Not for everyone
The Asian Development Bank's Social Protection Index
India ranks below Nepal and East Timor in the Asian Development Bank's Social Protection Index (SPI). The lack of effective measures to cushion people from risks of old age, sickness, disability, unemployment et cetera is serious concern with significant implications. After all, over 37 % of the people are officially estimated to be poor.
Formal employment in the public and private sectors goes along with contributory and non-contributory social protection programmes. However, although both sectors are large in absolute numbers, the majority of Indians do not benefit from the tax-financed and contributory schemes that come with secure jobs because about 92 % of the labour force works in the informal sector. The people concerned earn lower wages and remain uncovered by basic social protection, including sick leave, insurance against disability or old-age pensions. Unless their families take care of them, they are helpless in case of need. Women are over-represented in the informal sector and consequently remain disproportionately excluded from benefits.
In view of the need to improve matters, many developing countries, including India, have taken steps to expand social protection to people outside formal employment. Measures of this kind normally neither rely on contributions from the target groups, nor do they provide the kind of comprehensive protection that employees in the formal sector enjoy. But even though these programmes do not cover all needs, they are considered significant because they provide some security and can boost recipients' self-esteem.
In India, the National Social Assistance Programmes (NSAP) are run by the Ministry of Rural Development. They provide several kinds of assistance, including very modest pensions for the aged and widows, support for persons with disabilities and a one-time assistance to families when the breadwinner dies. Moreover, food grains are supplied to some senior citizens who do not get pensions.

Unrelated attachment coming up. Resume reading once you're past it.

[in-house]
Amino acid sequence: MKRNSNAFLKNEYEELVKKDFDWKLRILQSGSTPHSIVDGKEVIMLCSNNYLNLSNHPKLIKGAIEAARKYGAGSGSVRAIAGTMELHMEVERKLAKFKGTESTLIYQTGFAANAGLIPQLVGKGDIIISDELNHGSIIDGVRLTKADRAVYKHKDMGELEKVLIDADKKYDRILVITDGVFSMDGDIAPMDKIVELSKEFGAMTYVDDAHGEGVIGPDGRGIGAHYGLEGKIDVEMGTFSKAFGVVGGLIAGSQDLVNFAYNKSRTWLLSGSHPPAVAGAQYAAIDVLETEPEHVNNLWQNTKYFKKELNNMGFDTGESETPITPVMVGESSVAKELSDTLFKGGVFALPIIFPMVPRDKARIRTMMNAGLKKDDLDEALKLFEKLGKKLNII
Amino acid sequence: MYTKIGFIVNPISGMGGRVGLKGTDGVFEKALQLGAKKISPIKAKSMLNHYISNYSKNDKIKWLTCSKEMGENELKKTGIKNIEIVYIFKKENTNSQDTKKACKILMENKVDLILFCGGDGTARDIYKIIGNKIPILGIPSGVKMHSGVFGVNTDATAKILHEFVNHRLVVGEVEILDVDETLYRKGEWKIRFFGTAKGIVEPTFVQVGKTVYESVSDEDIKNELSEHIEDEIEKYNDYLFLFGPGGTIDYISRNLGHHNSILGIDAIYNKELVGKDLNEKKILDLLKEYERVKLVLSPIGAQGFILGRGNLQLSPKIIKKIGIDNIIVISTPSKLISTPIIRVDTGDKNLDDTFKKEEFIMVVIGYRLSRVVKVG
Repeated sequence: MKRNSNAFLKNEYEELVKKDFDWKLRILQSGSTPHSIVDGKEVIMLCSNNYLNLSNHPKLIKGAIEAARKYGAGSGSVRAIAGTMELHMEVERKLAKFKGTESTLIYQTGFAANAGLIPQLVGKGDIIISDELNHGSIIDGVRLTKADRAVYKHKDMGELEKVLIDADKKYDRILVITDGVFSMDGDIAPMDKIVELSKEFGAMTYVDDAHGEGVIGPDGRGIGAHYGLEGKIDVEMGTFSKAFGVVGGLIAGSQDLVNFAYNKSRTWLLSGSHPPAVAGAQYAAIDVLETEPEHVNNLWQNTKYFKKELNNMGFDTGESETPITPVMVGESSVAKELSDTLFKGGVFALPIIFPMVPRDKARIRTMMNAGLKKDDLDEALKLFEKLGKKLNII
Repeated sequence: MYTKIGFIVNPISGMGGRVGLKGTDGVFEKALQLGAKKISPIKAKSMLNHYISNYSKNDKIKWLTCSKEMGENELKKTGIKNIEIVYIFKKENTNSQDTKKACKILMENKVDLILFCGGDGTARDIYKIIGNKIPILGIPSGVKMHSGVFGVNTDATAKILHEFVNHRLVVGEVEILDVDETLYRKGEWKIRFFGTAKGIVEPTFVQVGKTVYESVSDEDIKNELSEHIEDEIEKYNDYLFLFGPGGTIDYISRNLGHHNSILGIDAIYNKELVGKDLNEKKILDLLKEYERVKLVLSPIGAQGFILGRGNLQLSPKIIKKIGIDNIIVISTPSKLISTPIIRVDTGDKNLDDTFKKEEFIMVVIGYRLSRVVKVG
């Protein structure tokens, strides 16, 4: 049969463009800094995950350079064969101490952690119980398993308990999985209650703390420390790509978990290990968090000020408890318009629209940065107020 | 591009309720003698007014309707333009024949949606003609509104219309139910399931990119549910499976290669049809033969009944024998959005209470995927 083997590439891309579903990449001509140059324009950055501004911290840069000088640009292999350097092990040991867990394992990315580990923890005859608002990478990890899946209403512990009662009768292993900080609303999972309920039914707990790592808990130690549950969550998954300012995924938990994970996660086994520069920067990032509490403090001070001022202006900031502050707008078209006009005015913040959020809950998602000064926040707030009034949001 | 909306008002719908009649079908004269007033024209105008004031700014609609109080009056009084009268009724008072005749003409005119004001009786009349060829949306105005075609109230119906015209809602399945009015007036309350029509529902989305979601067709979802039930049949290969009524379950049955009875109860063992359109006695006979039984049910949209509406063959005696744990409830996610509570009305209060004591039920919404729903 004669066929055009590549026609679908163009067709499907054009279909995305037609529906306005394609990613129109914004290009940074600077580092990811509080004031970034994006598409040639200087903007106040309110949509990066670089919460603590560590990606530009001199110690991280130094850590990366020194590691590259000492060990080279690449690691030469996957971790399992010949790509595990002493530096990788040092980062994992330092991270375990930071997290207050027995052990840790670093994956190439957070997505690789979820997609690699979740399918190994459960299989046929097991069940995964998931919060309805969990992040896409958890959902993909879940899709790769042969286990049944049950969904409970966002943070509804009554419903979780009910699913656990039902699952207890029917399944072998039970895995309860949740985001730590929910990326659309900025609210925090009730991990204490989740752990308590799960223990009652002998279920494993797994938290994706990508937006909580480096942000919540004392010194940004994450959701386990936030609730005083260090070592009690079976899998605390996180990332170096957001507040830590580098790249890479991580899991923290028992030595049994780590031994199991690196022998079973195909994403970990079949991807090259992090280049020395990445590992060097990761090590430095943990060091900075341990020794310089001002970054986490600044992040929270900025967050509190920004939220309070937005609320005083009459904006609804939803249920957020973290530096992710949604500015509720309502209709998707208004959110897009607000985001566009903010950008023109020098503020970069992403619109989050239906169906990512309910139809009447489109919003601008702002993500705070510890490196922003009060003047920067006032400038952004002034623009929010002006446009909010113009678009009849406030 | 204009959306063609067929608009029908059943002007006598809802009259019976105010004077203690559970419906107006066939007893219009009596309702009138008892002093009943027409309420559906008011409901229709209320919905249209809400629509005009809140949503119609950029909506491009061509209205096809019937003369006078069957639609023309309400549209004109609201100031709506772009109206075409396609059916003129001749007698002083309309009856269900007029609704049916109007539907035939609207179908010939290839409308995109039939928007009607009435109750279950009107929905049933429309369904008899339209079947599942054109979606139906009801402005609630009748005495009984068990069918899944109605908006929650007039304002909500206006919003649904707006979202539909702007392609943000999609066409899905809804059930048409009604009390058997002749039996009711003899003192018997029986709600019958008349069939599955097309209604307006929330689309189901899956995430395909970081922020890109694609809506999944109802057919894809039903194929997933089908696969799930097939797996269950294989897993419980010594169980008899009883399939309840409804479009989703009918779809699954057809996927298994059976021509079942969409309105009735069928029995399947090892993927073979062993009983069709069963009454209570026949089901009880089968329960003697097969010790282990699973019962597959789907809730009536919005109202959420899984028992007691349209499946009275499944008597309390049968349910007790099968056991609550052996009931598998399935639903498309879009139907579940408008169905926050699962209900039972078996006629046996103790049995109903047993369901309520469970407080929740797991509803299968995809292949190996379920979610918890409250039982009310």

The schemes look good on paper, but tend to be ineffective in reality. They all come with several conditions that are hard to meet. For instance, they are meant for those who are officially listed as living “below the poverty line” (BPL). These lists, however, are known to be politically manipulated. According to one study, 40% of the BPL cards are possessed by persons who are not poor, but take advantage of the benefits. All too often, the poor, who are normally not well-connected politically, find themselves left out. According to India's Planning Commission, less than 40 % of those that are supposed to be entitled to benefits by law actually have a BPL card, the document they need to get access to benefits.
India's official statistics tend to under-estimate poverty, so the country's social-protection policies are under-developed and under-funded. According to official data, for instance, three percent of Indians have a disability, whereas the World Health Organisation (WHO) estimates that about 15 % of any population is normally affected internationally. According to the NSAP administration, at least 6 million people who are accounted for as entitled to benefits remain unserved. Activists argue that the numbers of uncovered people must be much higher. It makes matters worse that someone has to have a severe form of disability and be older than 18 years to be eligible for a disability pension. Many people concerned simply do not live long enough to ever claim benefits.